Biologists testing a mathematical model of the mechanism birds use to control the growth of complex feathers found that plumed feather structures involve the coordination of at least two genes that activate and that inhibit barb growth.
"Understanding these mechanisms of feather growth gives a whole new perspective on the unique beauty of feathers," said Richard Prum, senior author on the study. Prum is the William Robertson Coe Professor of Ornithology, and Curator of Ornithology and Vertebrate Zoology at Yales Peabody Museum of Natural History.
An eclectic team of biologists used a combination of mathematical and molecular methods to reveal some of the secrets of branched feather growth, and propose how the unique complexity of feathers may have evolved. Ornithologist Prum led a team including anatomists Matthew Harris and John Fallon at the University of Wisconsin, statistician Scott Williamson at Cornell and Hans Meinhardt at the Max Plank Institute.
Janet Rettig Emanuel | EurekAlert!
Molecular doorstop could be key to new tuberculosis drugs
20.03.2018 | Rockefeller University
Modified biomaterials self-assemble on temperature cues
20.03.2018 | Duke University
For the first time, an interdisciplinary team from the University of Basel has succeeded in integrating artificial organelles into the cells of live zebrafish embryos. This innovative approach using artificial organelles as cellular implants offers new potential in treating a range of diseases, as the authors report in an article published in Nature Communications.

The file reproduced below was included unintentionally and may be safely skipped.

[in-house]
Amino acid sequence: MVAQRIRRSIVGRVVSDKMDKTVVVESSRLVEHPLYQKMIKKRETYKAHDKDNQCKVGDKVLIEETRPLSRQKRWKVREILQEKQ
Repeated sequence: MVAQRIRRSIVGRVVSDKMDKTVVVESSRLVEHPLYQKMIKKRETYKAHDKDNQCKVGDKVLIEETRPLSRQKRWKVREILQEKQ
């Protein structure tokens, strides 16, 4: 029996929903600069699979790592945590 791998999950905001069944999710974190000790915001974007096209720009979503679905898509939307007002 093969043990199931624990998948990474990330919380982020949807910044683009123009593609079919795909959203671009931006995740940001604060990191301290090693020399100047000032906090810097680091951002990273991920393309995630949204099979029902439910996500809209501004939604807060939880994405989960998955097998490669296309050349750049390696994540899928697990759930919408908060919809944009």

In the cells of higher organisms, organelles such as the nucleus or mitochondria perform a range of complex functions necessary for life. In the networks of...
Animal photoreceptors capture light with photopigments. Researchers from the University of Göttingen have now discovered that these photopigments fulfill an...
On 15 March, the AWI research aeroplane Polar 5 will depart for Greenland. Concentrating on the furthest northeast region of the island, an international team...
The world’s second-largest ice shelf was the destination for a Polarstern expedition that ended in Punta Arenas, Chile on 14th March 2018. Oceanographers from...
At the 2018 ILA Berlin Air Show from April 25–29, the Fraunhofer Institute for Laser Technology ILT is showcasing extreme high-speed Laser Material Deposition (EHLA): A video documents how for metal components that are highly loaded, EHLA has already proved itself as an alternative to hard chrome plating, which is now allowed only under special conditions.
When the EU restricted the use of hexavalent chromium compounds to special applications requiring authorization, the move prompted a rethink in the surface...
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20.03.2018 | Life Sciences